District big on technology
The Academy is part of a bigger philosophical commitment by the Federal Way School District for every student to "possess world-class skills with daily access to technology."

In 1996, its first year, the Academy had some 20 elementary and 25 secondary students. That grew to 250 last year, evenly split between the two levels. The school now has a full online curriculum for both elementary and secondary levels.

McInturff believes many more families will choose virtual schools like the academy because of its flexibility, "the ability to individualize to a specific student's needs," and the chance to learn technical skills while taking an academic course.

As for traditional schools, she adds, "I think they will always be present but their infrastructure will change radically to include more technology options for students."

Class chat
A key component to the classes are the weekly online chats. "Students may take an integrated unit like Global Studies with a group or independently," explains teacher Ron MacDonald, whose classes include one on flight and scientific method that uses NASA's Web resources. "Students taking the class with the group meet every Monday in the IA chat room" to review assignments and ask questions, a process that usually takes 30 minutes.

Participation is required for those students, he adds, but the transcript is posted on the unit's Web page later in the week if someone can't make the chat for a legitimate reason. "Students taking the unit independently," MacDonald says, "provide a weekly report via e-mail, chat or telephone each Monday."

After the formal chats, MacDonald is available to chat one on one or to trouble shoot. And e-mail and phone calls come and go all day long, he says.

The students also get together during a unit, either in the lab or on field trips, and present their final projects in a live presentation to the class.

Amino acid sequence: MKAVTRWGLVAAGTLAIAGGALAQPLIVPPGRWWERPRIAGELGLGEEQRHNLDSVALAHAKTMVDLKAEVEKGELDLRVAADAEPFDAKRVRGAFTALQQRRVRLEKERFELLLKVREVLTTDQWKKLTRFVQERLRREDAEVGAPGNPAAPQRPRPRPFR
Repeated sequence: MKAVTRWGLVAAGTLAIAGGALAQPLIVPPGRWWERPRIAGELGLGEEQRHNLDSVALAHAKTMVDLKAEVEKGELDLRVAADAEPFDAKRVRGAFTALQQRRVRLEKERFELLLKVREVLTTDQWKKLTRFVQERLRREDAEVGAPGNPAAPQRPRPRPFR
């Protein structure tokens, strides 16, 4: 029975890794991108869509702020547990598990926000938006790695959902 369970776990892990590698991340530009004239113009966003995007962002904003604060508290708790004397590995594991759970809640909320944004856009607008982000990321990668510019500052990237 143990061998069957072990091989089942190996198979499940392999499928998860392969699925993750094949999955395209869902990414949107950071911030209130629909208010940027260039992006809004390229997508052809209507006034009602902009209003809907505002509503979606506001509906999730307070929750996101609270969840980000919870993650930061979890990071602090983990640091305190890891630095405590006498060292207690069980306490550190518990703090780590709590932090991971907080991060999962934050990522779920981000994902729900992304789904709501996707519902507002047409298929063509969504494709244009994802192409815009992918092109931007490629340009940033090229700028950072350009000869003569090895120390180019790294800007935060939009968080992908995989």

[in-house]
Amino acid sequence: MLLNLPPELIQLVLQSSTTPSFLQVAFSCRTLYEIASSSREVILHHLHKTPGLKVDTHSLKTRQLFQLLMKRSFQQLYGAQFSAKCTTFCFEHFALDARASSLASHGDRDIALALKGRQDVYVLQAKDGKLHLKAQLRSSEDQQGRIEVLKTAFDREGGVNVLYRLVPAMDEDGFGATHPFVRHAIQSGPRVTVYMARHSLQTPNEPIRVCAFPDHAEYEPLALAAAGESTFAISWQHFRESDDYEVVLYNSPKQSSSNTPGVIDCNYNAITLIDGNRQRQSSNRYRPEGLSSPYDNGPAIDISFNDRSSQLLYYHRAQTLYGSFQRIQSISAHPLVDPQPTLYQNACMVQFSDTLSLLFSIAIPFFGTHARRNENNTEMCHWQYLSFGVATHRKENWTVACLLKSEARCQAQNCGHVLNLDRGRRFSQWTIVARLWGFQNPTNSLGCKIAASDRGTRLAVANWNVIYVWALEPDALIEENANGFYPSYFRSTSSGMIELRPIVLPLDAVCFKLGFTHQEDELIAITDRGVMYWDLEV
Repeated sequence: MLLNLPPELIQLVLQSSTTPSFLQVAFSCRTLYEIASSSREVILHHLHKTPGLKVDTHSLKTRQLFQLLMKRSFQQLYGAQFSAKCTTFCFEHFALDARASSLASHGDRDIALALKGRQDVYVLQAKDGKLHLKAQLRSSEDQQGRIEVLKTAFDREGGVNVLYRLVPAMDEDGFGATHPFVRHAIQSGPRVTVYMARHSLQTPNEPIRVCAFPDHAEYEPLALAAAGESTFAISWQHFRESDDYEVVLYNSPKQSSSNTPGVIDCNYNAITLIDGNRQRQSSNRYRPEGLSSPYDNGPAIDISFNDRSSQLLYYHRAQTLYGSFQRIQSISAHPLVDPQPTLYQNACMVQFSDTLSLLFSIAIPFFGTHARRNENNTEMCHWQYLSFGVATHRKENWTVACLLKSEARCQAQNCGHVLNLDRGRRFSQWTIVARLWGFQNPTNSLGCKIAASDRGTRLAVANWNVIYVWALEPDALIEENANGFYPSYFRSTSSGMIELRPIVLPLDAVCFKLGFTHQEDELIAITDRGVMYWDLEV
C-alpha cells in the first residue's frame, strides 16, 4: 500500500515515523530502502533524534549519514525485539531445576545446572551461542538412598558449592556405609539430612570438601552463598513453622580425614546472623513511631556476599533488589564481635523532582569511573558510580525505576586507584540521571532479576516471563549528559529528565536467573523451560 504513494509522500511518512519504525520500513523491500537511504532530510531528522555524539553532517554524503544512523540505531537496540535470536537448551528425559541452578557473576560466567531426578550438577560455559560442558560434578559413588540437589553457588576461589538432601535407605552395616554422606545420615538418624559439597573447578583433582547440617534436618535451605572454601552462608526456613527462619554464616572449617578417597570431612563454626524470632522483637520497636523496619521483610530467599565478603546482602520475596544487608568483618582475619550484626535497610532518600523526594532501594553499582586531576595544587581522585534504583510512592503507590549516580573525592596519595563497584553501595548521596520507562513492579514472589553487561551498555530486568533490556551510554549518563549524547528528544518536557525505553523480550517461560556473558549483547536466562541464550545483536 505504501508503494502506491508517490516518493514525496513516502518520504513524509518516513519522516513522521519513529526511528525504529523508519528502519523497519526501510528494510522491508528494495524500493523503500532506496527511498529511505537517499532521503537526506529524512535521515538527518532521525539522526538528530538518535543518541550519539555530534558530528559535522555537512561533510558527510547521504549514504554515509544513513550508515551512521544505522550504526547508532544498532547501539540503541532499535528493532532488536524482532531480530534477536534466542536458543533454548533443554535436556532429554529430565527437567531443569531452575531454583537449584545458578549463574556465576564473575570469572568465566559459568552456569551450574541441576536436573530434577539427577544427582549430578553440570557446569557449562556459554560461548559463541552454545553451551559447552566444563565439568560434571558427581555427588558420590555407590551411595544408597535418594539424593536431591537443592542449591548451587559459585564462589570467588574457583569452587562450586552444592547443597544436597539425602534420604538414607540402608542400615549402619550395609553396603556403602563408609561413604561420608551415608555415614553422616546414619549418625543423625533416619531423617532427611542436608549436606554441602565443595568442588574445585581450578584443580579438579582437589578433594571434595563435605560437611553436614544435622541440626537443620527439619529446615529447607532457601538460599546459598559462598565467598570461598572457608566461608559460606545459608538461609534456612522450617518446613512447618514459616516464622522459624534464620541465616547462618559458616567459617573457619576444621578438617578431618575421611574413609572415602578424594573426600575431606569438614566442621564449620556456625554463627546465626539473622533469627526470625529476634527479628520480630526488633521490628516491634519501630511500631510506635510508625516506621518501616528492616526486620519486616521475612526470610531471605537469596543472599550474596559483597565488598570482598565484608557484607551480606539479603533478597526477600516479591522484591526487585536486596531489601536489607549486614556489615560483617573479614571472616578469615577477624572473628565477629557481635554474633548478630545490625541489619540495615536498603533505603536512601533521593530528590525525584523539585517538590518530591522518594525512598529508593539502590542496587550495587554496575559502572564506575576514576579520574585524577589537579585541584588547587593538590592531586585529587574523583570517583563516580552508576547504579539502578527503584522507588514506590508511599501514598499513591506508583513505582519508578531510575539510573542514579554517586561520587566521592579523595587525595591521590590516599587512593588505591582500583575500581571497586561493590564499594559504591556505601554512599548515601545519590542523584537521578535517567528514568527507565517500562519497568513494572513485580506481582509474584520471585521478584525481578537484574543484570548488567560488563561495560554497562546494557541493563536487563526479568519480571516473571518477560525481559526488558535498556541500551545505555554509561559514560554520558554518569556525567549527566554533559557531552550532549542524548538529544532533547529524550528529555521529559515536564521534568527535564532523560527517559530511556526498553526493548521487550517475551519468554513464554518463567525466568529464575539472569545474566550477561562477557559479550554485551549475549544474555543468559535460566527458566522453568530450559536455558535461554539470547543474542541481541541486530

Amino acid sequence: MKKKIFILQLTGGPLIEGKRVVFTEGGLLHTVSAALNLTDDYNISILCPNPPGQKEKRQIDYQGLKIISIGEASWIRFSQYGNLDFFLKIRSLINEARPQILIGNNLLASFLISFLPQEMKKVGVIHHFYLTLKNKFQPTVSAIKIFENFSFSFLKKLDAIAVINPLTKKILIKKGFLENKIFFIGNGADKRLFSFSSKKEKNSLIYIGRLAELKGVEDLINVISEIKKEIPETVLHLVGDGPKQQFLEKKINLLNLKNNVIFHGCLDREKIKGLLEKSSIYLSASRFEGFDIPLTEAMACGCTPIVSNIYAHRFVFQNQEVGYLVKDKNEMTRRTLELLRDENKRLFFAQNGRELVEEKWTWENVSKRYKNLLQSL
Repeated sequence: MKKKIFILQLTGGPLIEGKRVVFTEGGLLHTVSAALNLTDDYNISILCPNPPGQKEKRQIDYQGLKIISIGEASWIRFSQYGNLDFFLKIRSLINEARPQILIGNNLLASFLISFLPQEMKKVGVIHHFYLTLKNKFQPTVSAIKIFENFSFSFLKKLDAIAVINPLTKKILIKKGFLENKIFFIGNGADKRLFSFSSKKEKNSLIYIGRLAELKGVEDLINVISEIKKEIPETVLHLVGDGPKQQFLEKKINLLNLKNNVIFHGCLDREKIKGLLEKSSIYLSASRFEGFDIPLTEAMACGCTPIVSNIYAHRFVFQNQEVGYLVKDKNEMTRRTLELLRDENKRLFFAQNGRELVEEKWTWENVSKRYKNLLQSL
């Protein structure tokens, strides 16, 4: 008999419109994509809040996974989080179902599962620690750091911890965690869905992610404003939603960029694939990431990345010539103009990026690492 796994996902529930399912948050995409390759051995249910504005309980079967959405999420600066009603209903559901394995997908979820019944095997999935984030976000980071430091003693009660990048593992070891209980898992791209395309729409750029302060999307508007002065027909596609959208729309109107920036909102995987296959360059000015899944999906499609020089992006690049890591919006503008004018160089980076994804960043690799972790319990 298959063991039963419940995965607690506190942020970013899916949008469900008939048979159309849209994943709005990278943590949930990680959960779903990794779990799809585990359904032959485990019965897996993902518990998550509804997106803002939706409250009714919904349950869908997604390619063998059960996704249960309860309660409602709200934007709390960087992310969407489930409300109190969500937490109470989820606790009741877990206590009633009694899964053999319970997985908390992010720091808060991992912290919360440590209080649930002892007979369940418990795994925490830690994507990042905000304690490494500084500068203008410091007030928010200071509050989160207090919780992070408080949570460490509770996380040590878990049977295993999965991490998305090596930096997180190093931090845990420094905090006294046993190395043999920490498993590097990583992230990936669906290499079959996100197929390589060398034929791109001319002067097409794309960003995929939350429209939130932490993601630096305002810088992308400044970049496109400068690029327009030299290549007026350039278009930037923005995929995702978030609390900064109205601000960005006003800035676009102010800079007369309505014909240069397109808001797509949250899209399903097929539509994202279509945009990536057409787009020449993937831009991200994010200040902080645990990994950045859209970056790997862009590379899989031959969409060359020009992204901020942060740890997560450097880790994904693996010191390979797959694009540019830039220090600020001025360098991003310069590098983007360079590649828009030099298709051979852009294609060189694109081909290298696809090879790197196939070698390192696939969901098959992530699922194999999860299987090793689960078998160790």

Teaching online, MacDonald adds, "provides a tremendous opportunity for creating new learning materials" while at the same time requiring students to "actively participate" in education.

Trend & Obstacles
The Internet Academy is one of several online grade schools that have started in recent years, among them the "CyberSchools" in Eugene, Ore., and in Edmonds, Wash..

And the Yahoo! directory lists dozens of similar K-12 programs, most of them based in the United States.

The University of Washington is evaluating the Internet Academy for the Federal Way School District, but already others are looking at adopting it as a model. The Hillsboro and Salem-Kaiser school districts in Oregon plan to start pilots next year, McInturff says.

Still, there are obstacles to going online. McInturff says startup costs for developing an online curriculum are not inexpensive. Her advice to educators contemplating an online school is to have "a strong commitment of fiscal and human resources ... and a dedicated team of creative curriculum developers."

MacDonald notes that, if he had an unlimited budget, he'd provide a computer with fast network connections for each student, a vast online library of resource materials and a resource bank with the tools to learn specific skills, like how to sum a column of numbers on a spreadsheet or how to verify something found on the Net.

And MacDonald knows the hectic pace is not for every teacher since it requires learning to use technology while also juggling traditional tasks like trying to motivate students. "A teacher in this role has to be committed to the concept of life-long learning," he says. "In this process we are in a never ending race to make the best use we can of technology that changes faster than we can master it."